It All Starts With Planning, Part 1

Norb Slowikowski

February 2007

Managing the job site is a team activity. To use a sports metaphor, the job site is like a football field. You can have the best quarterback of all time leading the way but if the wide receivers can’t catch the ball, the team is going nowhere. It’s much the same with the project manager, superintendent and their "teammates.”

Experience and skill as a project manager and as a superintendent is clearly important, but it is not the entire answer to success. To complete a major project, there needs to be a team of managers and workers in place who know what their roles are and how to accomplish the task at hand. In this regard, it is essential that the foreman knows who to turn to for assistance.

The first step is to form a planning team consisting of a foreman, superintendent, project manager and any other staff people who are relevant to the project.

The PM should lead the team through a review of the project, identifying objectives to be accomplished during each major phase of the work. A major key here is to listen carefully to everyone’s ideas while encouraging further participation. If you have selected your team well, then the solutions should be right in front of you. So, simply listen to those solutions. If this meeting is conducted properly, you can save time and energy that will only lead to more profits down the road.

As your team develops a game plan, be sure someone accurately records it. Remember to distribute the meeting minutes to all members before the next meeting. Spend a little time at each session reviewing ideas from the last meeting; keep the good and discard the points that no longer make sense.

When the team feels good about the project plan, hold a major review process about all that has been decided—a dress rehearsal, if you will, of the building of the project. Keep an eye out for omissions or weaknesses that can impede progress in the operation. This process of streamlining will keep everyone on task with what is truly essential to moving forward. Distribute the plan to everyone who will be involved. Then, as the work advances, make everyone adhere to the plan. The key here is follow-up.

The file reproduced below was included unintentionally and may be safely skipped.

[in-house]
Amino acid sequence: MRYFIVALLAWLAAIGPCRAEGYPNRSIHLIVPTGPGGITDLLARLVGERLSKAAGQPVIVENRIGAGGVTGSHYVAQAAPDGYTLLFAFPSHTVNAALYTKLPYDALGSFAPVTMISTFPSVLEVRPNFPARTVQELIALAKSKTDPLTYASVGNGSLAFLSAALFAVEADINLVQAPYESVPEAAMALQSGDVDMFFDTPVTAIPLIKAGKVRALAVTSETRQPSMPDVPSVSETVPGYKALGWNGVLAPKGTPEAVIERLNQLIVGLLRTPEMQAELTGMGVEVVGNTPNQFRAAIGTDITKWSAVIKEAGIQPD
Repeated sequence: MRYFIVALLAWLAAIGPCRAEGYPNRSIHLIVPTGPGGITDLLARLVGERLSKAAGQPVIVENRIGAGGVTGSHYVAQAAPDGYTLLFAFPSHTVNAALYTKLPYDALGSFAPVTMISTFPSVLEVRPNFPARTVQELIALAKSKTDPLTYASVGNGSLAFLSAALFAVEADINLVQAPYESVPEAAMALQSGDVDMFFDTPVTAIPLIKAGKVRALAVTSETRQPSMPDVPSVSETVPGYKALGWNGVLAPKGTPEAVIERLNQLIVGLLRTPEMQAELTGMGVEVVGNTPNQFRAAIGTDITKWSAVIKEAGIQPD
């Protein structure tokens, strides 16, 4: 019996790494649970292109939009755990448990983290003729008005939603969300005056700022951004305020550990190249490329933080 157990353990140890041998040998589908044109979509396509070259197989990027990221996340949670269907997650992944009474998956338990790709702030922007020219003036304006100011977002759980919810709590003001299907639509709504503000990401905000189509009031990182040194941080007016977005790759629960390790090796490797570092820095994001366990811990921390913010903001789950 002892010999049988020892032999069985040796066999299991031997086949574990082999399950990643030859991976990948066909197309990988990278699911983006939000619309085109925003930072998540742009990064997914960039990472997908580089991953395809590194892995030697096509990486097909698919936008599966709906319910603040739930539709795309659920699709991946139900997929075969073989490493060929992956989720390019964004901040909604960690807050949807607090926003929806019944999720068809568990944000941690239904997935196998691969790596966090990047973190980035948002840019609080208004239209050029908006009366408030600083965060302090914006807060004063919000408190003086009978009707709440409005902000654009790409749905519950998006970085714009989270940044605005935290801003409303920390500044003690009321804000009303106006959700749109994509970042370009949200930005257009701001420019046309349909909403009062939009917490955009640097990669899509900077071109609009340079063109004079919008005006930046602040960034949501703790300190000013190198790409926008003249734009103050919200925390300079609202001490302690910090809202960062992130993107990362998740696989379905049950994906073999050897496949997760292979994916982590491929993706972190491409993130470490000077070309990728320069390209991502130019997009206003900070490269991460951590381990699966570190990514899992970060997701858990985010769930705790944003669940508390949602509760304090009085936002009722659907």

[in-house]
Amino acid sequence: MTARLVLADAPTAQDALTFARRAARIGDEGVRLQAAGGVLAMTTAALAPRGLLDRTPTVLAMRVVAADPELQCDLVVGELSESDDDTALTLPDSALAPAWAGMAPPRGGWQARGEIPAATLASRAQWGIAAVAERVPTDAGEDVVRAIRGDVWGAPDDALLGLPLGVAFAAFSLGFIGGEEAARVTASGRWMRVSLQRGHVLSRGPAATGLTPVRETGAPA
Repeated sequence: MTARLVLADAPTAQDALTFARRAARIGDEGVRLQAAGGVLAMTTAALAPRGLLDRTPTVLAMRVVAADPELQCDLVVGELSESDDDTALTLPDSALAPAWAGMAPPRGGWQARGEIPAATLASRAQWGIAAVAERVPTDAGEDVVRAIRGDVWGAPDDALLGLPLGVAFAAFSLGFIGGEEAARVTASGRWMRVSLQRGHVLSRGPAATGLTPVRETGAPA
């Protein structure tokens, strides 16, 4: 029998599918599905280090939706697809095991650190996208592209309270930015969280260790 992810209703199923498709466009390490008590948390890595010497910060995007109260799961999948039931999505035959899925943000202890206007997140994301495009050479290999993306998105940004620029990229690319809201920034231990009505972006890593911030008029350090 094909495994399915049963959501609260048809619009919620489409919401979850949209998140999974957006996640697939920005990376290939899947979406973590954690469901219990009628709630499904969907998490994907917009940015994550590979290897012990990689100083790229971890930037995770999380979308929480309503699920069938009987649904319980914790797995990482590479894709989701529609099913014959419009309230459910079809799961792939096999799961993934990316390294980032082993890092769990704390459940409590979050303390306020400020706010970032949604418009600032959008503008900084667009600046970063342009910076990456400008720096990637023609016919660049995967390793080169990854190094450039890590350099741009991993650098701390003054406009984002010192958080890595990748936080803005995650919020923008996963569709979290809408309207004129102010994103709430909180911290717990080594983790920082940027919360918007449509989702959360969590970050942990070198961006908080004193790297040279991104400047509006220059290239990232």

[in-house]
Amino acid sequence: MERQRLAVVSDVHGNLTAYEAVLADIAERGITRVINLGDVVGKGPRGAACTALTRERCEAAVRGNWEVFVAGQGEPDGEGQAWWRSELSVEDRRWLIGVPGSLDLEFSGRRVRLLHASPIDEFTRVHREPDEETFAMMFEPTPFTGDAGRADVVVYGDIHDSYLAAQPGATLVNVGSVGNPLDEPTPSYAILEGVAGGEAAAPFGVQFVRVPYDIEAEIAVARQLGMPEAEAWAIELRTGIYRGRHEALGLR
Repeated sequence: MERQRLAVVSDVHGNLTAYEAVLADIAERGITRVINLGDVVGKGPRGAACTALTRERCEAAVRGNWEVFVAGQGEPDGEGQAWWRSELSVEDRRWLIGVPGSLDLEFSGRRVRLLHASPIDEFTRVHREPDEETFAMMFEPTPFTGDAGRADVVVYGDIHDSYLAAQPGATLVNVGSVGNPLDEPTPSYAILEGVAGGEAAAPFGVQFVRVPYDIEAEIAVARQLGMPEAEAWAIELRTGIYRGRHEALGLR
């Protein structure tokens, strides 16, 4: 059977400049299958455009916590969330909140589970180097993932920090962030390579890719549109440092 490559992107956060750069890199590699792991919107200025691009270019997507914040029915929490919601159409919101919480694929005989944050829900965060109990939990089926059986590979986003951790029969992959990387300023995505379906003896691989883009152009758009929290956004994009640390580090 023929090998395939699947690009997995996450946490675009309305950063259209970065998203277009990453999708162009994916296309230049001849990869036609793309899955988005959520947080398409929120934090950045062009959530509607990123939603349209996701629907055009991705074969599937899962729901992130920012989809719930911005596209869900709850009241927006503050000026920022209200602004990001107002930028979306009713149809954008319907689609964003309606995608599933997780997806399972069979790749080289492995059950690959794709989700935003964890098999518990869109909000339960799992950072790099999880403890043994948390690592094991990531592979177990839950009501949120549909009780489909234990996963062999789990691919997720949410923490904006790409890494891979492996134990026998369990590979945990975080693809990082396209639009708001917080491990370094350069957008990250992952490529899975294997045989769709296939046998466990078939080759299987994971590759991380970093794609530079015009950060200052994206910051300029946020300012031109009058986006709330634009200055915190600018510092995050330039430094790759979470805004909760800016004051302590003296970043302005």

All in all, the planning sessions should resolve some key issues about the project:

• You should have identified the jobsite staff, the general superintendent, other superintendents, project engineers, support staff, etc.

• You should have assigned major project responsibilities. Remember: Responsibilities are not always defined by titles or job descriptions.

• You should have identified all long lead-time materials and services and arranged for timely procurement. Sort materials if necessary, and make sure they get to the job site when needed.

• You should have created your progress schedule, if not in ultimate detail, at least in general form.

• One important item often overlooked in the planning stages is the flow of men, materials and equipment around the job site. A few minutes lost each day can greatly impair a tight schedule, especially if the time is lost by not maintaining a steady work flow.

• You should have planned for safety. Preliminary planning should recognize potential safety hazards. If your planning has been thorough, progress should occur without too many problems. However, be attentive to warning signs so you can make adjustments as necessary.

A major part of any planning session is spotting these warning signs. It is always better to take care of problems sooner rather than later. Stopping in mid-operation to take care of a problem only leads to wasted time and money. With this in mind, you should be aware of the following warning signs:

• Poor or negative attitudes of jobsite personnel can indicate confusion with or misunderstanding of the project game plan.

• A faltering project start may mean there has been poor communication of the game plan to jobsite personnel, suppliers or subcontractors. If this is the case, review the plan with them and get their input.

• A failure to meet scheduled activity completion dates may mean those responsible for the plan’s execution aren’t following up. There is no substitute for constant and intense attention to detail. Review submittal logs, clarification requests and correspondence to see if information is flowing freely to all involved.

• Constant failure of jobsite staff to complete work activities at or near predicted unit costs can mean your budget numbers were wrong or there were labor inefficiencies.

Although no plan is perfect, it certainly makes sense to use the team approach in preparing your jobsite plan. Input from varied parties will give you a better chance to cover all your bases. The diverse talents of the team members put you in a better position to increase productivity and profitability on each and every project.

Remember: The whole is greater than the sum of its parts.

About the Author
Norb Slowikowski is president of Slowikowski & Associates, Inc., Darien, Ill.